Thursday, April 12, 2007

Standing out is proof enough 

Reading Mary Eberstadt's article about left-wing bias on college campuses reminded me of a story I told a couple of years ago here. I am fortunate that I work in a department where my politics do not stand out as different, because there are a number of people who are conservative here as well as liberal. (Indeed, in the past six years in hiring seven new faculty members, not only have we hired a healthy mix but in two cases I completely missed on my guess of the other's politics -- one in each direction!) But the case I made then remains: A conservative who is accepted on a college campus tends to be treated as a token of the Left's self-perceived "openness".

The students, however, recognize it. Eberstadt's new book, Why I Turned Right, makes the case that famous conservatives become that way after starting out in school as liberal (David Brooks argues that they do it to be cool, to affect a superior attitude to the perceived ignorance of the Right.) That may well be true at more elite institutions. At SCSU, however, a majority of students I see know who the professors are who are putting their political views on display in the classroom, and surprisingly it's not working: On a campus where 90% or more of the faculty are Democrat, a new SCSU Survey of students says only 36% self-identify as Democrat, to 26% Republican.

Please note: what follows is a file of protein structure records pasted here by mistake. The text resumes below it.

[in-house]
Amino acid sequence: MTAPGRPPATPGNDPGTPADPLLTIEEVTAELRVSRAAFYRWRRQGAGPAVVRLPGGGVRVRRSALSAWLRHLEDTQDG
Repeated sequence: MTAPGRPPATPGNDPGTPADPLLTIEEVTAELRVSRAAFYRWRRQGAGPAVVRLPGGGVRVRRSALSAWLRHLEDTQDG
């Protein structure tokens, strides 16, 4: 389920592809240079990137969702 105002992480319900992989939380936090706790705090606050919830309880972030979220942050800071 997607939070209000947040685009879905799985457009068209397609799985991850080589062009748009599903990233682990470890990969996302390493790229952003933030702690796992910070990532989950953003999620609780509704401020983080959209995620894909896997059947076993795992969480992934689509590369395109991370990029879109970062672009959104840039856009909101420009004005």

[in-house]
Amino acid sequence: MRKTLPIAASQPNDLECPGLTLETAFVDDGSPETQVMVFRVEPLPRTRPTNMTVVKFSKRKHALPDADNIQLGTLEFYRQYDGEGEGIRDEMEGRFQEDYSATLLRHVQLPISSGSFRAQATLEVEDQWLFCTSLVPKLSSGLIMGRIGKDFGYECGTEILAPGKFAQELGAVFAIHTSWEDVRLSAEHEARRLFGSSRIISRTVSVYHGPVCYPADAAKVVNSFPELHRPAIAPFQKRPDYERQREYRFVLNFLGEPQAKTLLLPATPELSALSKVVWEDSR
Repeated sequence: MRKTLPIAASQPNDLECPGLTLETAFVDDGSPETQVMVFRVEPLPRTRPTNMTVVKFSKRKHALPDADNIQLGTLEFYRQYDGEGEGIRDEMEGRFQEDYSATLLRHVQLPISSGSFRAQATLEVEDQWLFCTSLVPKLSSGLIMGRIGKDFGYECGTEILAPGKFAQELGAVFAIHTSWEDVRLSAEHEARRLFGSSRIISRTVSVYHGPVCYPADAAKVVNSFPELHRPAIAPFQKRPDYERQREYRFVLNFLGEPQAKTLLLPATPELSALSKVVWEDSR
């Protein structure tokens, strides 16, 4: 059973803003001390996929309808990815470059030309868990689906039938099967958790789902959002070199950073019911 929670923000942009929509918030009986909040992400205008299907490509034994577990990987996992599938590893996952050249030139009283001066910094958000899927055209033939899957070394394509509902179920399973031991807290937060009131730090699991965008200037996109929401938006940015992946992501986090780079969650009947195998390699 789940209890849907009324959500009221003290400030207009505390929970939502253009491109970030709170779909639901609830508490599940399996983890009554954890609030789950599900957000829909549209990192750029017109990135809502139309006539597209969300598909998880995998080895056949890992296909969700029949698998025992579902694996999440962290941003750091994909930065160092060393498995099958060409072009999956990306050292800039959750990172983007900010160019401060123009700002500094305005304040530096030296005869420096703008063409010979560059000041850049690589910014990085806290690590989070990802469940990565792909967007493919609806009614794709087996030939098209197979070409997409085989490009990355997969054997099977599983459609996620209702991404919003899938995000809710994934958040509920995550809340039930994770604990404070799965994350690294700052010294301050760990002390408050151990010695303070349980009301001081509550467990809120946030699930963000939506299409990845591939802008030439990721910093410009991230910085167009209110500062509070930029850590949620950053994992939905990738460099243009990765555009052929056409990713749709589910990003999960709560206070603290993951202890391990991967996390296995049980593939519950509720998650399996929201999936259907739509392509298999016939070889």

Johnathan Chait pooh-poohs Eberstadt's collection of stories, likening the conversions of the David Horowitzes and Heather MacDonalds as like joining a cult. He is right insofar as those who publish as leading voices of the new Right tend to be people who knew how to be leading voices of the Left. But focusing on the few in Eberstadt's book misses a broad swath of students at non-elite schools, educated by the second- and third-rate liberals from more elite schools (who alternatively pray for their deliverance from a conservative Midwestern hell and curse the fates), who shrug, chug a beer, and head off to middle class jobs feeling like they are the ones delivered. Indeed, as a number of us were discussing over lunch today, the increased use of two-year schools as feeders for the state university system is just the thing to allow our students to avoid the grips of the displaced, dispossessed leftist's general education course.

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